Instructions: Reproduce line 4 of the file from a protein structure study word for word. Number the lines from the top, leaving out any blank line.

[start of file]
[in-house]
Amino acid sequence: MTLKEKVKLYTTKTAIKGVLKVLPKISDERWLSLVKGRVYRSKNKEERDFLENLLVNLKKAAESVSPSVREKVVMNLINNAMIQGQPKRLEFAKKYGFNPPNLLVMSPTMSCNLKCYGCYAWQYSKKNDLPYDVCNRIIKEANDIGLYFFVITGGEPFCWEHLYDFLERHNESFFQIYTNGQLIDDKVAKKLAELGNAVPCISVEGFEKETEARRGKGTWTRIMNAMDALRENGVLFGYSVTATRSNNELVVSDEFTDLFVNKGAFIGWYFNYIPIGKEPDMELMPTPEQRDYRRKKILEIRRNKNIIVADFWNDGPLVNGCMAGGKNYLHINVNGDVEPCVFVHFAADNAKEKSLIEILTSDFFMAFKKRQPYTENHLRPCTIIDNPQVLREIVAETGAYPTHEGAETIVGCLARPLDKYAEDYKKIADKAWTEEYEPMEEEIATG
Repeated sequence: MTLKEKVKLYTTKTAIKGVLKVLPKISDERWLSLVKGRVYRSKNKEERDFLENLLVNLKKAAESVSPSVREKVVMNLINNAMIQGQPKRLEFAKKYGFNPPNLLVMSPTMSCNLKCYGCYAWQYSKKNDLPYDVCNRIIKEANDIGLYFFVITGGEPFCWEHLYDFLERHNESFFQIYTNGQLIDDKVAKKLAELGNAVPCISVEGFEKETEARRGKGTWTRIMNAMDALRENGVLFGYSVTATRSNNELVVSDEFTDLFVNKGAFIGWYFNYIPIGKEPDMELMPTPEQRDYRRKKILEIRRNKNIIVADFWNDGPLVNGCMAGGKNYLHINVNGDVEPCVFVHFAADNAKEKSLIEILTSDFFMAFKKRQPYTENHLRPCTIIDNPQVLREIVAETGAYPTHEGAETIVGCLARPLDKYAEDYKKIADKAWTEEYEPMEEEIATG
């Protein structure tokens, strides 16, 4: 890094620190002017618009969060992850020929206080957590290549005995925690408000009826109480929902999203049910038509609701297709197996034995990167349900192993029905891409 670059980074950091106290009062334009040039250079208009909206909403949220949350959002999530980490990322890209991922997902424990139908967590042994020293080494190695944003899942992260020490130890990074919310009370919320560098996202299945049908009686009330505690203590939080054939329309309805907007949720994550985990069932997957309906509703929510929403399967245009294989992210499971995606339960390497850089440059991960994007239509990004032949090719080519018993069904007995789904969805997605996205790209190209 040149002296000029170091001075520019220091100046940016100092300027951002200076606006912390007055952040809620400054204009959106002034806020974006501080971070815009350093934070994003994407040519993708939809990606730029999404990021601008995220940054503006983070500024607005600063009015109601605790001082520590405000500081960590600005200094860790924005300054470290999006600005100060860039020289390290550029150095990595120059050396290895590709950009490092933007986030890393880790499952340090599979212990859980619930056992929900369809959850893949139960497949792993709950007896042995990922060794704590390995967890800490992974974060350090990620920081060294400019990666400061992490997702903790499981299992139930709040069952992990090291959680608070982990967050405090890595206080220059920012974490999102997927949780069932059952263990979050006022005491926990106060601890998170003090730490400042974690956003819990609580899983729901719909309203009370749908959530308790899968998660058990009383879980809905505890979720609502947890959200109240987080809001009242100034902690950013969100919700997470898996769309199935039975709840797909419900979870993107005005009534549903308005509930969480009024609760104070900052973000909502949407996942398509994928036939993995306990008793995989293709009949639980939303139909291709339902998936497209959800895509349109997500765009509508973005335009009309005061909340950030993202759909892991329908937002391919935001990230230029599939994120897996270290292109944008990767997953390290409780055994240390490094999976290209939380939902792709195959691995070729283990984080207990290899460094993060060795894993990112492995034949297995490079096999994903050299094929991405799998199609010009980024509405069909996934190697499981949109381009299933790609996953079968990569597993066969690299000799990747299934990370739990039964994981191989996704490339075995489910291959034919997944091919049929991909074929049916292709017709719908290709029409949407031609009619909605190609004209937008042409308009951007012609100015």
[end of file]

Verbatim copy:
């Protein structure tokens, strides 16, 4: 890094620190002017618009969060992850020929206080957590290549005995925690408000009826109480929902999203049910038509609701297709197996034995990167349900192993029905891409 670059980074950091106290009062334009040039250079208009909206909403949220949350959002999530980490990322890209991922997902424990139908967590042994020293080494190695944003899942992260020490130890990074919310009370919320560098996202299945049908009686009330505690203590939080054939329309309805907007949720994550985990069932997957309906509703929510929403399967245009294989992210499971995606339960390497850089440059991960994007239509990004032949090719080519018993069904007995789904969805997605996205790209190209 040149002296000029170091001075520019220091100046940016100092300027951002200076606006912390007055952040809620400054204009959106002034806020974006501080971070815009350093934070994003994407040519993708939809990606730029999404990021601008995220940054503006983070500024607005600063009015109601605790001082520590405000500081960590600005200094860790924005300054470290999006600005100060860039020289390290550029150095990595120059050396290895590709950009490092933007986030890393880790499952340090599979212990859980619930056992929900369809959850893949139960497949792993709950007896042995990922060794704590390995967890800490992974974060350090990620920081060294400019990666400061992490997702903790499981299992139930709040069952992990090291959680608070982990967050405090890595206080220059920012974490999102997927949780069932059952263990979050006022005491926990106060601890998170003090730490400042974690956003819990609580899983729901719909309203009370749908959530308790899968998660058990009383879980809905505890979720609502947890959200109240987080809001009242100034902690950013969100919700997470898996769309199935039975709840797909419900979870993107005005009534549903308005509930969480009024609760104070900052973000909502949407996942398509994928036939993995306990008793995989293709009949639980939303139909291709339902998936497209959800895509349109997500765009509508973005335009009309005061909340950030993202759909892991329908937002391919935001990230230029599939994120897996270290292109944008990767997953390290409780055994240390490094999976290209939380939902792709195959691995070729283990984080207990290899460094993060060795894993990112492995034949297995490079096999994903050299094929991405799998199609010009980024509405069909996934190697499981949109381009299933790609996953079968990569597993066969690299000799990747299934990370739990039964994981191989996704490339075995489910291959034919997944091919049929991909074929049916292709017709719908290709029409949407031609009619909605190609004209937008042409308009951007012609100015």